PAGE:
health problem in the face of strong counterpressures from industry and from those in the population who smoke.

Currently, about 25 percent of adults (CDC, 1996c) and 16 percent of adolescents (CDC, 1996a) smoke regularly. Because more than 80 percent of current smokers began as preteens or teenagers (CDC, 1994a), increasing efforts are being made to reduce youth access to tobacco by enforcing restrictions on the sale of tobacco products to minors. State education agencies also require public schools to teach the hazards of tobacco use, even in states that grow and process tobacco. Encouraging current tobacco users to quit is also a priority. Largely in response to the ill effects of environmental tobacco smoke, restrictions on public indoor smoking are increasingly widespread. California and Massachusetts have both increased excise taxes on cigarettes to encourage reduced consumption and to fund a variety of activities (e.g., media campaigns, school-based programs) aimed at reducing levels of tobacco use.

Healthy People 2000 (USDHHS, 1991) includes several objectives that target preventing and reducing tobacco use. More recently, both the U.S. Preventive Services Task Force (1996) and the Smoking Cessation Guideline Panel (1996), which was assembled by the Agency for Health Care Policy and Research (AHCPR), have issued recommendations that health care practitioners routinely provide cessation counseling to tobacco users and counseling to children and adolescents aimed at preventing initiation. In addition, the current draft of HEDIS 3.0 (NCQA, 1996) proposes that health plans report on the percentage of adult smokers who received advice to quit.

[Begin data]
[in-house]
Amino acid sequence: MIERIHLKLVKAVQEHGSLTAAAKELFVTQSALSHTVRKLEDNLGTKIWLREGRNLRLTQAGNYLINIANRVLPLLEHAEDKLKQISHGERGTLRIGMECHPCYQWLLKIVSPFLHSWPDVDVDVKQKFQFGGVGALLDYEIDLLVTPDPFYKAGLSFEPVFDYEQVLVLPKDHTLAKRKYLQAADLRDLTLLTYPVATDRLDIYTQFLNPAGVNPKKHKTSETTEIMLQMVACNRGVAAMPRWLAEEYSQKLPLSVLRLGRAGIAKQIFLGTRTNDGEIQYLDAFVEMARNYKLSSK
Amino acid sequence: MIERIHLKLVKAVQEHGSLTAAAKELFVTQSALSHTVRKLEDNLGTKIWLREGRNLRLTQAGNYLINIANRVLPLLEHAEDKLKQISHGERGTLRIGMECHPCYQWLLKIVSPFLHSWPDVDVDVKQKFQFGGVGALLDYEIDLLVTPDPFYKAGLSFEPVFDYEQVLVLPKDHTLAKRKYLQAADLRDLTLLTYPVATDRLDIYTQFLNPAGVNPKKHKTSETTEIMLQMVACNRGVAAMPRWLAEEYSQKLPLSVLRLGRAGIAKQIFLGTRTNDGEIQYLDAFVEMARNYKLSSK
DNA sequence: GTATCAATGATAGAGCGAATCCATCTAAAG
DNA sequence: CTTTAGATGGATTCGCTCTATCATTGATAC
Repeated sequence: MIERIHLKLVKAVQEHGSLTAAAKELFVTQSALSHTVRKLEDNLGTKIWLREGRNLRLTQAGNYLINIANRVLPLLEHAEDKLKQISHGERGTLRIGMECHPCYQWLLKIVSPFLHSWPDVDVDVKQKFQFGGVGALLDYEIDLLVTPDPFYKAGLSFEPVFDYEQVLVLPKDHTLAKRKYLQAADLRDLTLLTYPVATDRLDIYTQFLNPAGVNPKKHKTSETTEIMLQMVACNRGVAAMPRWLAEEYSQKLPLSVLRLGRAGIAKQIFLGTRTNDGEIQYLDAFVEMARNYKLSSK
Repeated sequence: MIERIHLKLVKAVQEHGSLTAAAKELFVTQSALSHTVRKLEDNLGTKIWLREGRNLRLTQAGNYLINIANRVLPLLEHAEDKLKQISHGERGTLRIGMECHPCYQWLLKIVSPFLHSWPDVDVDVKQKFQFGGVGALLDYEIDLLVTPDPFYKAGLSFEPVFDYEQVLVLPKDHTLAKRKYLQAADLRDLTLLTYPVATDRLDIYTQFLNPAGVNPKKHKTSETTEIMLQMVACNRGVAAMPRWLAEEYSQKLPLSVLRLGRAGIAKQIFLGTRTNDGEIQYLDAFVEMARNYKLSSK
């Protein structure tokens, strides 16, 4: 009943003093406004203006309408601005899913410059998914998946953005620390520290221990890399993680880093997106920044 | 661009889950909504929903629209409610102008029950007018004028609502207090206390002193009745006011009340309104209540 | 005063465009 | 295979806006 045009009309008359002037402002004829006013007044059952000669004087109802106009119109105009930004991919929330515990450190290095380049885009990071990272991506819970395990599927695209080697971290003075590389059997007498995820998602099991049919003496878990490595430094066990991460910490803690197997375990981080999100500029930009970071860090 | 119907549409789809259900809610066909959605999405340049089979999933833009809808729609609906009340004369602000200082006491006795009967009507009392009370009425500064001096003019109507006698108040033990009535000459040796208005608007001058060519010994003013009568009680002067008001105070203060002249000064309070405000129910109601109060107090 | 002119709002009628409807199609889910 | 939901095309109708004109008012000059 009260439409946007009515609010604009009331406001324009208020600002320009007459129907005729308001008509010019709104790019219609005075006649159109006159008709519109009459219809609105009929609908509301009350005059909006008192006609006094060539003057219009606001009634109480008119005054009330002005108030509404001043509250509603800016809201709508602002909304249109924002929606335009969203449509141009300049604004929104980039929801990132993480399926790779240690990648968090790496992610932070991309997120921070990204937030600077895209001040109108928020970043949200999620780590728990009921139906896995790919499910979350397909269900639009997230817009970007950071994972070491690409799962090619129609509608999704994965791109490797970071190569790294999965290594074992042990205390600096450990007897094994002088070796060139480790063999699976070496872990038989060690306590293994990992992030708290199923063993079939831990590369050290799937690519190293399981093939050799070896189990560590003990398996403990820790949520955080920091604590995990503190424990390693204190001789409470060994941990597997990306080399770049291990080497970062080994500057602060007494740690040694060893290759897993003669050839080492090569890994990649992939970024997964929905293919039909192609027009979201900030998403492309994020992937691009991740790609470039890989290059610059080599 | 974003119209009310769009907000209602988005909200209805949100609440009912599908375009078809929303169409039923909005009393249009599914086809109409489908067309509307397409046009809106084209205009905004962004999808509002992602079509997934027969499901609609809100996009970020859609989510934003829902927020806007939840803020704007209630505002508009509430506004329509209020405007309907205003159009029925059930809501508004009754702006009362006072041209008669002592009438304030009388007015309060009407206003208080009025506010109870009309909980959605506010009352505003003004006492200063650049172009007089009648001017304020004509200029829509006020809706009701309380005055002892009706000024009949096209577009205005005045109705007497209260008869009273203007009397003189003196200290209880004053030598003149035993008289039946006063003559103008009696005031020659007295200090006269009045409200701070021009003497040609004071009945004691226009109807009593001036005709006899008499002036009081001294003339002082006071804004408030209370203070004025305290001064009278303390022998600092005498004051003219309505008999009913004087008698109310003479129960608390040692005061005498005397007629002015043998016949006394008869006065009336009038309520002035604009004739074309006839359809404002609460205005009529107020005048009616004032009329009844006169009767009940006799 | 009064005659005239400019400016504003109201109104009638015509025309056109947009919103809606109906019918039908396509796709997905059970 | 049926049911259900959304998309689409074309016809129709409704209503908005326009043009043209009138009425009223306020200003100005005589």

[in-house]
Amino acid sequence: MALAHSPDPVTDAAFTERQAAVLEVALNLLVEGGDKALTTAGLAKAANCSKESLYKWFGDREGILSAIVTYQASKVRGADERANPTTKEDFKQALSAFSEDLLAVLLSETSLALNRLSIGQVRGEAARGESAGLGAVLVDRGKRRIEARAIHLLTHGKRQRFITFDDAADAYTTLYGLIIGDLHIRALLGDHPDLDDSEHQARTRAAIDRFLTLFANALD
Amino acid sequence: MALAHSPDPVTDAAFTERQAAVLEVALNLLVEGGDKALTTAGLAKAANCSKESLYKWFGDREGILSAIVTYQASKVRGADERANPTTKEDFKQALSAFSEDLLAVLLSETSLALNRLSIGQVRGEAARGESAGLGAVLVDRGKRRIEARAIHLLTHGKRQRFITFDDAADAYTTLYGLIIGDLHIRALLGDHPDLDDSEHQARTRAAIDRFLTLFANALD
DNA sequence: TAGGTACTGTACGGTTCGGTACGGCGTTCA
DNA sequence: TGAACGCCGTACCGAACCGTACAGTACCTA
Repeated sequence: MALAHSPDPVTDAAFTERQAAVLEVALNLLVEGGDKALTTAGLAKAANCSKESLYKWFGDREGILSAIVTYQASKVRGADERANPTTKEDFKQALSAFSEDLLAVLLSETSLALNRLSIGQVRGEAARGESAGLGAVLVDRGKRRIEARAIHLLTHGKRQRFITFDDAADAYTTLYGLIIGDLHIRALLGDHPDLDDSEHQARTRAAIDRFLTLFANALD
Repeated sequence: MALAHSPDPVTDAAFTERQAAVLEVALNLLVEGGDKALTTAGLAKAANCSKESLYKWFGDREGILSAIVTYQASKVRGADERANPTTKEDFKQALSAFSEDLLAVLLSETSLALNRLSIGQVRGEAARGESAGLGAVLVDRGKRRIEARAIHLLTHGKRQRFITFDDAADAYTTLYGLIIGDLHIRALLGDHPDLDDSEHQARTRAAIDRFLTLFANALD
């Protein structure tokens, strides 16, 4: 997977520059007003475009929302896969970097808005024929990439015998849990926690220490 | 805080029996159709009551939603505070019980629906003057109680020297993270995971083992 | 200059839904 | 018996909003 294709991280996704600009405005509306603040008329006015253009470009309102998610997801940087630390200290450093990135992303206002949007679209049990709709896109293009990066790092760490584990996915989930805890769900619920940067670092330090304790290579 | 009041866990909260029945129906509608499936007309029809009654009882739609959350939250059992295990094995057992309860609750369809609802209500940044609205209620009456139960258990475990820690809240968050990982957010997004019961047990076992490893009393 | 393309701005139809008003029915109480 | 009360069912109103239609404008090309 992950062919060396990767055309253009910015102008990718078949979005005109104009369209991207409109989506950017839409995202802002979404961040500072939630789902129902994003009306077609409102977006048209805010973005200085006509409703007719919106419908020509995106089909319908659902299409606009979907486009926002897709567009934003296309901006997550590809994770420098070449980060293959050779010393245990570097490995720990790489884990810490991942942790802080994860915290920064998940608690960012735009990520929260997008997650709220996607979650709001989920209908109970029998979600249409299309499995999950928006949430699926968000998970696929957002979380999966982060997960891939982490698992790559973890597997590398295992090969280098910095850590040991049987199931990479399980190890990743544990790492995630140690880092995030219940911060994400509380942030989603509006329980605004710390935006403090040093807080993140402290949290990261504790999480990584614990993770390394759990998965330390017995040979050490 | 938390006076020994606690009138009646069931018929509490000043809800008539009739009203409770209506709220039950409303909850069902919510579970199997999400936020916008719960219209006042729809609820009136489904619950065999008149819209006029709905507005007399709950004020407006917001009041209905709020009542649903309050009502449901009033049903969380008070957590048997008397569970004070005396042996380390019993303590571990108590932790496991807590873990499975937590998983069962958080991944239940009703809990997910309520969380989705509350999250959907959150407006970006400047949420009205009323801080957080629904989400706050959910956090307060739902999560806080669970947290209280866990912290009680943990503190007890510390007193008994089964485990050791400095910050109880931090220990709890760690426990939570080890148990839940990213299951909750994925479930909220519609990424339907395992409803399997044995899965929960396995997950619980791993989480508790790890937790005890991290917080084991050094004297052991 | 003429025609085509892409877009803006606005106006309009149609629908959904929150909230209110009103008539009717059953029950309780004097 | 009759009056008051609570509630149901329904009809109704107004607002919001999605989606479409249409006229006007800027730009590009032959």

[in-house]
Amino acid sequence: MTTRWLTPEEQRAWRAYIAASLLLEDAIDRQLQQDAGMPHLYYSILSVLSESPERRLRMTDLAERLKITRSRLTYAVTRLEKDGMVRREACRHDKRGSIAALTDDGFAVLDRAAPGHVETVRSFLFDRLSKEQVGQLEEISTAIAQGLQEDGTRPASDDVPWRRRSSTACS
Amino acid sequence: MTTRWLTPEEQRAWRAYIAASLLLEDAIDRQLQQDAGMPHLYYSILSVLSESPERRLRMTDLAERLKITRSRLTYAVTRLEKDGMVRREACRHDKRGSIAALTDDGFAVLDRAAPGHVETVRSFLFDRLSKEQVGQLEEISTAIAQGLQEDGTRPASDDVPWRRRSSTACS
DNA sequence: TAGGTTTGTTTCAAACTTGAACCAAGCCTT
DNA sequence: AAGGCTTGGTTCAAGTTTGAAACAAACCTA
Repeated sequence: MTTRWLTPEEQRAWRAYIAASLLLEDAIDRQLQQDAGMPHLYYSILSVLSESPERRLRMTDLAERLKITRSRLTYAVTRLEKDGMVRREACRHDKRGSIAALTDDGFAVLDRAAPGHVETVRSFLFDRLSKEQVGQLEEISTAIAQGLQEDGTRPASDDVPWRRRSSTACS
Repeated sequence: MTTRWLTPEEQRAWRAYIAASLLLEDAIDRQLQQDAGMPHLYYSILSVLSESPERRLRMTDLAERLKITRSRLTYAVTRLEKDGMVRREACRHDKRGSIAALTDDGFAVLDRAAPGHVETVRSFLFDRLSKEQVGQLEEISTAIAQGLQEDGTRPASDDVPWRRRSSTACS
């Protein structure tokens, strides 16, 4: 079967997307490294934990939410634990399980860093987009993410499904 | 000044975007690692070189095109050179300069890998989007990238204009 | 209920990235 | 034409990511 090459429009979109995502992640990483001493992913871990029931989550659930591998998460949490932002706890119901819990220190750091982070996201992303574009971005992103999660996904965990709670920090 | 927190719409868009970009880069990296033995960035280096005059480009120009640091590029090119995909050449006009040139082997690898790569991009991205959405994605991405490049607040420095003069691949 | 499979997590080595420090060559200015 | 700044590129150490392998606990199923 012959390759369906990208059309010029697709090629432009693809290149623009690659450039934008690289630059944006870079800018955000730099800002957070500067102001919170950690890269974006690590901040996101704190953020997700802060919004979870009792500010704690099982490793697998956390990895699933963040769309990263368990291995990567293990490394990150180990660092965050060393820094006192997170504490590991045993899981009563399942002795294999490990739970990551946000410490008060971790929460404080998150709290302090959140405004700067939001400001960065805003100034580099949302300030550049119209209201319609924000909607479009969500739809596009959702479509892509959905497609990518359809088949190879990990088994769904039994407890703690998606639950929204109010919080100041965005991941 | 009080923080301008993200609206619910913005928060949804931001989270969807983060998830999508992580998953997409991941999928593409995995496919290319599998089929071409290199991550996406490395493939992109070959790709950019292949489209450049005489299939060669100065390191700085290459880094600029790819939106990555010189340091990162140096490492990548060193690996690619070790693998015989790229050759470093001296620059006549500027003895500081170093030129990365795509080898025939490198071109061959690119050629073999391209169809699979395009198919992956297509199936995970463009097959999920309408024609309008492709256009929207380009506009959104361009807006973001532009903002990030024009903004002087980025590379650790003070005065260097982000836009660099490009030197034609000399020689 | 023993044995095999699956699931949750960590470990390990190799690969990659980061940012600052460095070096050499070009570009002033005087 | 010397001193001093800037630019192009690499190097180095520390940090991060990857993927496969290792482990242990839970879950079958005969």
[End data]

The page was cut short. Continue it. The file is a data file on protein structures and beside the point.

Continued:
Tobacco use and its health effects can be measured in several ways. Morbidity and mortality from tobacco-related diseases can be measured, but these conditions often occur decades after smoking begins, so they are not immediately sensitive to changes in tobacco use. Data on the association between tobacco use and these diseases, however, make it possible to predict future levels of morbidity and mortality that would result from reduced tobacco use. Therefore, the intermediate measure of tobacco use can serve as a proxy for those health outcomes. Such measures include the numbers of people who currently use tobacco, who quit, and who start using tobacco.

It is also possible to measure efforts being made to reduce tobacco use through prevention and cessation. In addition, efforts to increase tobacco use through marketing and blocking tobacco control policies can be assessed. The current competition



The National Academies | 500 Fifth St. N.W. | Washington, D.C. 20001
Copyright © National Academy of Sciences. All rights reserved.
Terms of Use and Privacy Statement